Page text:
Ophir in $1.3 bln deal with Temasek unit for Tanzania gas

Reuters

* Sells 20 pct stake in Tanzanian blocks to Singapore firm

* Shares in Britain's Ophir soar 16 pct

By Sarah Young

LONDON, Nov 14 (Reuters) - Britain's Ophir Energy agreed a $1.3 billion sale of a stake in Tanzanian gas fields,bringing in a unit of Singapore's Temasek Holdings to help funda development project in the latest Asian investment in EastAfrica's gas sector.

Ophir, whose shares soared 16 percent after the announcementof the long-awaited deal, said last month a sale process wasunder way with Indian state-run gas company GAIL inthe running as a potential buyer.

The Tanzanian fields that Ophir discovered with its partnerBG Group are its prize assets, estimated to hold 15trillion cubic feet of gas.

Ophir said on Thursday it would sell a 20 percent interestin Tanzanian Blocks 1, 3 and 4 to Pavilion Energy, owned bySingapore state investor Temasek, for an initial $1.25 billionplus a further contingent consideration of $38 million.

The development of the liquefied natural gas (LNG)facilities required to exploit the fields will cost an estimated$10 billion, prompting Ophir, a company worth about $2 billion,to bring in a deep-pocketed partner.

Shares in Ophir gained 16 percent to 381.2 pence, theirhighest since August, topping Britain's mid-cap index.The company's stock had slipped at the time of its half-yearresults in August on a lack of progress on a deal.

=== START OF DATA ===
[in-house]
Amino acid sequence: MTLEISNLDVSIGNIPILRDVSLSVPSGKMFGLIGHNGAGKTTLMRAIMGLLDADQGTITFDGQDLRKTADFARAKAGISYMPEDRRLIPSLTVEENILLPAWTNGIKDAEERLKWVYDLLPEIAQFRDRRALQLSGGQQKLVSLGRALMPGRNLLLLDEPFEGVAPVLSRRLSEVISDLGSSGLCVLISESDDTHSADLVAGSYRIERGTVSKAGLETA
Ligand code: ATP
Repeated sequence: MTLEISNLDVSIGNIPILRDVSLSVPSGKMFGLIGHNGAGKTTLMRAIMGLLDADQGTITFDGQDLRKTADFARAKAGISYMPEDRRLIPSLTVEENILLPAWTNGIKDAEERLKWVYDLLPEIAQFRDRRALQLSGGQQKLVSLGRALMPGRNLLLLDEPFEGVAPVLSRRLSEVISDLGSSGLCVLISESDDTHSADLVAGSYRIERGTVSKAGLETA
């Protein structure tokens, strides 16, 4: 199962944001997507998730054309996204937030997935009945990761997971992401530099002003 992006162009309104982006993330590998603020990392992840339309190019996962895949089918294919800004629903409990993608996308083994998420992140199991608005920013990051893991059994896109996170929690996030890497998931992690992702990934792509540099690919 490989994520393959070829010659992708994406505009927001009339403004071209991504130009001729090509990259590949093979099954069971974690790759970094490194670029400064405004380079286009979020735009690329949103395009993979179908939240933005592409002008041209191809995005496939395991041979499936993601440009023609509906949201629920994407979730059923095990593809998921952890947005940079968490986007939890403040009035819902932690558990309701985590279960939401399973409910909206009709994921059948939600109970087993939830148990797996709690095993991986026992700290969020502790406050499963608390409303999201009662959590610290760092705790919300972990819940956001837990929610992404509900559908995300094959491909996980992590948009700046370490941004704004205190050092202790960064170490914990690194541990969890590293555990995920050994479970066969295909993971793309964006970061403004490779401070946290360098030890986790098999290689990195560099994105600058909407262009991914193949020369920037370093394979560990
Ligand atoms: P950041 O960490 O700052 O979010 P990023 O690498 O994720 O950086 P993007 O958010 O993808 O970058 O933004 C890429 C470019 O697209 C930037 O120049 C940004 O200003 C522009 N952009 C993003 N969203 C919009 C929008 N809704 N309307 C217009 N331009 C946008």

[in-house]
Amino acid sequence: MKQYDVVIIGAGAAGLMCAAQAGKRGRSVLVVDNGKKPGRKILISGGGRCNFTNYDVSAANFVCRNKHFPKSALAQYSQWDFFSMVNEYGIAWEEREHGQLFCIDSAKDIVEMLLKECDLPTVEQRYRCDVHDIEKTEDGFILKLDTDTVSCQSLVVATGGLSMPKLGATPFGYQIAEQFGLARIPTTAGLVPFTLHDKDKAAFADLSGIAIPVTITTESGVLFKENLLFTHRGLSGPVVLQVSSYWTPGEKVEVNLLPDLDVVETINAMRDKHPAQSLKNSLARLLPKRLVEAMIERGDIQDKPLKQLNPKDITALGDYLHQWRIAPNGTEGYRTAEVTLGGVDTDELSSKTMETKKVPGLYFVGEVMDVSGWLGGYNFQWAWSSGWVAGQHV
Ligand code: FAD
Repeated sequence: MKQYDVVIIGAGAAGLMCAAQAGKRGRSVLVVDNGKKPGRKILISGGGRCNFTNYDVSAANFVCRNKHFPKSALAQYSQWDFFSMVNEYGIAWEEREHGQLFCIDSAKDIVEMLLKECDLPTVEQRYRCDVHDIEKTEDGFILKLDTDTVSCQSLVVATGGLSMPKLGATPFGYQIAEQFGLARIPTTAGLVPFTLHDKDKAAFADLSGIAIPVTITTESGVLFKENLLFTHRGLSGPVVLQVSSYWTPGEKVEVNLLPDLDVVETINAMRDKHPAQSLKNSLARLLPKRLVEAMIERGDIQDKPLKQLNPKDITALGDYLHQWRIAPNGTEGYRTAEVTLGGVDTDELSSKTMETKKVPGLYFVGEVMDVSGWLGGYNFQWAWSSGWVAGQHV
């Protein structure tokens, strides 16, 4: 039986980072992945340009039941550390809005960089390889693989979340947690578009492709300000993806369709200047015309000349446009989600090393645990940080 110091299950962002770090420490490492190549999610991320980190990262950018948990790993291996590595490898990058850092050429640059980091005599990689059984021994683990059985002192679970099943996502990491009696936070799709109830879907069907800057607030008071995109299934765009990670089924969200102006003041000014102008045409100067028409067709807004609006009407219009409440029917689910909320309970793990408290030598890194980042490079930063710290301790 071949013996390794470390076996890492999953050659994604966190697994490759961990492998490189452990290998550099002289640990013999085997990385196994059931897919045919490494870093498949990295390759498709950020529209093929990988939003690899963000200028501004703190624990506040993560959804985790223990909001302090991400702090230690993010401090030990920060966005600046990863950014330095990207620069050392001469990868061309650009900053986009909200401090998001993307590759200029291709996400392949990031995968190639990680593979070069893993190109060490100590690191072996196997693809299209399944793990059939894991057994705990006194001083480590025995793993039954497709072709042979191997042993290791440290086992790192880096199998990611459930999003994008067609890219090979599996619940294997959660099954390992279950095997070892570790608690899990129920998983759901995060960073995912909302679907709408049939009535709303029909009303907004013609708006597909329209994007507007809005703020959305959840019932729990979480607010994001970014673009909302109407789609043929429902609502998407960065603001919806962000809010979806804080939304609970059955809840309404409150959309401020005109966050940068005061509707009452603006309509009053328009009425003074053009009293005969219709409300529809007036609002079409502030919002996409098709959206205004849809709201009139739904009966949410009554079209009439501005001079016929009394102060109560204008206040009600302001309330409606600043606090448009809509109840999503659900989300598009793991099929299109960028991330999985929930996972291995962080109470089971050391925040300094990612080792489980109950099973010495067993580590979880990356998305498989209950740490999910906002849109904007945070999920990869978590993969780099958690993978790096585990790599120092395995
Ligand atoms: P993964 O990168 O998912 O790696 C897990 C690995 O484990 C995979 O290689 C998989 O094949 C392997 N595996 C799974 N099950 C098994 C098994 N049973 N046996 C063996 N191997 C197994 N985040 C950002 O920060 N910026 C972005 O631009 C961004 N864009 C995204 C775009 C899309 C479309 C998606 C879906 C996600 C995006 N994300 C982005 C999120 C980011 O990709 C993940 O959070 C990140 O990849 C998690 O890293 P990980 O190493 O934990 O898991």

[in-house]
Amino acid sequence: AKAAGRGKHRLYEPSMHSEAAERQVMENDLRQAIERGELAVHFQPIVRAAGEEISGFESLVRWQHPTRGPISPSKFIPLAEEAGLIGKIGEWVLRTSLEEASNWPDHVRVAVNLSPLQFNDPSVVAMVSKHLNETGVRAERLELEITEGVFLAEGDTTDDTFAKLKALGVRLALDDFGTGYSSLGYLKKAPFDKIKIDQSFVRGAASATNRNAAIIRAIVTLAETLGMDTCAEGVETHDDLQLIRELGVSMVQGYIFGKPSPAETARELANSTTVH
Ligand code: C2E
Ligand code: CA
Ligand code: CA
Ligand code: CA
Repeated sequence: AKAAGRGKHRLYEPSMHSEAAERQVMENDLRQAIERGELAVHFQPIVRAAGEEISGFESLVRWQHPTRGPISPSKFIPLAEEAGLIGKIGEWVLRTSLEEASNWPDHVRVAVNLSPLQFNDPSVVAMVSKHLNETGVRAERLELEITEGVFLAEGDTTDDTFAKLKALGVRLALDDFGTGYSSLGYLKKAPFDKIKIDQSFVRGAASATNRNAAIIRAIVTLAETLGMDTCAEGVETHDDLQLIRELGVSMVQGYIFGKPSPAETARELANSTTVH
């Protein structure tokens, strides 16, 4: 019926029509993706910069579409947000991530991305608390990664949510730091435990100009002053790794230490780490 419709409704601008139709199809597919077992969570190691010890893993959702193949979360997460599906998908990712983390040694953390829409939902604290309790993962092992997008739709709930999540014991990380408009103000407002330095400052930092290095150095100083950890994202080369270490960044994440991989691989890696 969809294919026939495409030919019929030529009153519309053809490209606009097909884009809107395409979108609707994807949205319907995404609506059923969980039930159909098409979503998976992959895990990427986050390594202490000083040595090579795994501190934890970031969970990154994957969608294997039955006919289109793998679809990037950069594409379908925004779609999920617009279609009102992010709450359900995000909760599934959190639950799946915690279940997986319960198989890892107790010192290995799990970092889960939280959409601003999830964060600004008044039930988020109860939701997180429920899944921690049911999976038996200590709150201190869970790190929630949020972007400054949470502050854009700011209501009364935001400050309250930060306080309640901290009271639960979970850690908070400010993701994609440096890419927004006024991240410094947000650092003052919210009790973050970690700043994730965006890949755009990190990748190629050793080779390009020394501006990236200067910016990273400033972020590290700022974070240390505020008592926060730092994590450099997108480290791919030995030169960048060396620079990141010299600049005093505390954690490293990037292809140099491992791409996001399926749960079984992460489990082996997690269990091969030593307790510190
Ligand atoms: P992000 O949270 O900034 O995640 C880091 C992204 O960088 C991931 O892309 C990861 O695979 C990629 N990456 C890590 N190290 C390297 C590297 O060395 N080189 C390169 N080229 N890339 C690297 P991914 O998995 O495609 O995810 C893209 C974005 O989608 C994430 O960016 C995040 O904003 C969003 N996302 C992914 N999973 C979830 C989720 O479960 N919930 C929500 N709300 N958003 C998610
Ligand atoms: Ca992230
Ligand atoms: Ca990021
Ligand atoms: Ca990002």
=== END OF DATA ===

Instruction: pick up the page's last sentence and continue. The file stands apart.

VSA analyst Dougie Youngson said the deal was "verypositive" for the company, which had been talking about bringingin partners for over a year.

"Ophir is now very well funded for its future explorationprogramme and has now proven it can identify and complete atransaction," he said.

Ophir retains a 20 percent stake in the three blocksfollowing the deal with Pavilion. It also has majority stakes intwo other exploration areas in Tanzania and exploration assetselsewhere in Africa, in Kenya and Equatorial Guinea.

"The sale is consistent with our strategy of adding value inthe exploration and appraisal phase of the exploration andproduction cycle, monetising that value at the appropriate timeand recycling that capital into further value creatingopportunities," Ophir chief executive Nick Cooper said in astatement.

GAS-HUNGRY ASIA

Analysts had expected a company from gas-hungry Asia, whichwill be the main customer for East Africa's gas, to emerge as apartner for the project following previous interest from Asianinvestors in other deals in the region.

This year, Italy's Eni sold a 20 percent stake inits Mozambique offshore gas project to China National PetroleumCorp for $4.21 billion.

India's Oil and Natural Gas Corp agreed in Augustto buy a 10 percent stake in a gas field in Mozambique fromAnadarko for $2.64 billion.

Temasek Holdings set up Pavilion earlier this yearto help secure energy supply for the city-state as Singaporeaspires to become an LNG trading hub.

Ophir said it expected the deal, which is subject togovernmental consent and approval by Ophir's shareholders, tocomplete in the first quarter of 2014.

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